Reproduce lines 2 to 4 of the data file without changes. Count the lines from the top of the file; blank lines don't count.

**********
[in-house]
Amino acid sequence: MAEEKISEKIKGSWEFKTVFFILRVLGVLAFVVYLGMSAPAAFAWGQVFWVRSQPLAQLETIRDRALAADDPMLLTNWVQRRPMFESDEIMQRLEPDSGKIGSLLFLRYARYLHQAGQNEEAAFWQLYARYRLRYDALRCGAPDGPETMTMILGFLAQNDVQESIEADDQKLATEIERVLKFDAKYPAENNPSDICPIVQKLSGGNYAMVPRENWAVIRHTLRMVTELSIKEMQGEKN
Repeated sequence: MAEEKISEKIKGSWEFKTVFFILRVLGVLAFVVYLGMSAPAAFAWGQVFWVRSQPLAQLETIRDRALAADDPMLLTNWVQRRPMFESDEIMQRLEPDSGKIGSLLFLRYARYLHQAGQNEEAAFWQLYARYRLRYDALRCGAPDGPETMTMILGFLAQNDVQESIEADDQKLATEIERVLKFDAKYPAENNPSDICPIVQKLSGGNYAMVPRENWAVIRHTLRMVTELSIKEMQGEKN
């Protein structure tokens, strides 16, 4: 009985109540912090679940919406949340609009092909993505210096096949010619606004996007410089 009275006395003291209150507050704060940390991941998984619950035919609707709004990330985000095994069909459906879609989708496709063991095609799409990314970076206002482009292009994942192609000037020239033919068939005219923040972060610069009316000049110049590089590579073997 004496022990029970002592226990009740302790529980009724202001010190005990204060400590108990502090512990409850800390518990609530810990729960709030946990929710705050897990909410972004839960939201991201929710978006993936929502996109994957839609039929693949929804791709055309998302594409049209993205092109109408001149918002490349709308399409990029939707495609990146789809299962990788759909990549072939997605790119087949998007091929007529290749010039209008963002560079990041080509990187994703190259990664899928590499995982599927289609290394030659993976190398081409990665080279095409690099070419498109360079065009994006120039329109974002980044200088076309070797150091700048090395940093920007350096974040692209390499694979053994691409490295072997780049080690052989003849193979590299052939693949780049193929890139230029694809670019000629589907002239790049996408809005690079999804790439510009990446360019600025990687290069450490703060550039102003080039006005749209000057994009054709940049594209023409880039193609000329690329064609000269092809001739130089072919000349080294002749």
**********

Amino acid sequence: MAEEKISEKIKGSWEFKTVFFILRVLGVLAFVVYLGMSAPAAFAWGQVFWVRSQPLAQLETIRDRALAADDPMLLTNWVQRRPMFESDEIMQRLEPDSGKIGSLLFLRYARYLHQAGQNEEAAFWQLYARYRLRYDALRCGAPDGPETMTMILGFLAQNDVQESIEADDQKLATEIERVLKFDAKYPAENNPSDICPIVQKLSGGNYAMVPRENWAVIRHTLRMVTELSIKEMQGEKN
Repeated sequence: MAEEKISEKIKGSWEFKTVFFILRVLGVLAFVVYLGMSAPAAFAWGQVFWVRSQPLAQLETIRDRALAADDPMLLTNWVQRRPMFESDEIMQRLEPDSGKIGSLLFLRYARYLHQAGQNEEAAFWQLYARYRLRYDALRCGAPDGPETMTMILGFLAQNDVQESIEADDQKLATEIERVLKFDAKYPAENNPSDICPIVQKLSGGNYAMVPRENWAVIRHTLRMVTELSIKEMQGEKN
């Protein structure tokens, strides 16, 4: 009985109540912090679940919406949340609009092909993505210096096949010619606004996007410089 009275006395003291209150507050704060940390991941998984619950035919609707709004990330985000095994069909459906879609989708496709063991095609799409990314970076206002482009292009994942192609000037020239033919068939005219923040972060610069009316000049110049590089590579073997 004496022990029970002592226990009740302790529980009724202001010190005990204060400590108990502090512990409850800390518990609530810990729960709030946990929710705050897990909410972004839960939201991201929710978006993936929502996109994957839609039929693949929804791709055309998302594409049209993205092109109408001149918002490349709308399409990029939707495609990146789809299962990788759909990549072939997605790119087949998007091929007529290749010039209008963002560079990041080509990187994703190259990664899928590499995982599927289609290394030659993976190398081409990665080279095409690099070419498109360079065009994006120039329109974002980044200088076309070797150091700048090395940093920007350096974040692209390499694979053994691409490295072997780049080690052989003849193979590299052939693949780049193929890139230029694809670019000629589907002239790049996408809005690079999804790439510009990446360019600025990687290069450490703060550039102003080039006005749209000057994009054709940049594209023409880039193609000329690329064609000269092809001739130089072919000349080294002749």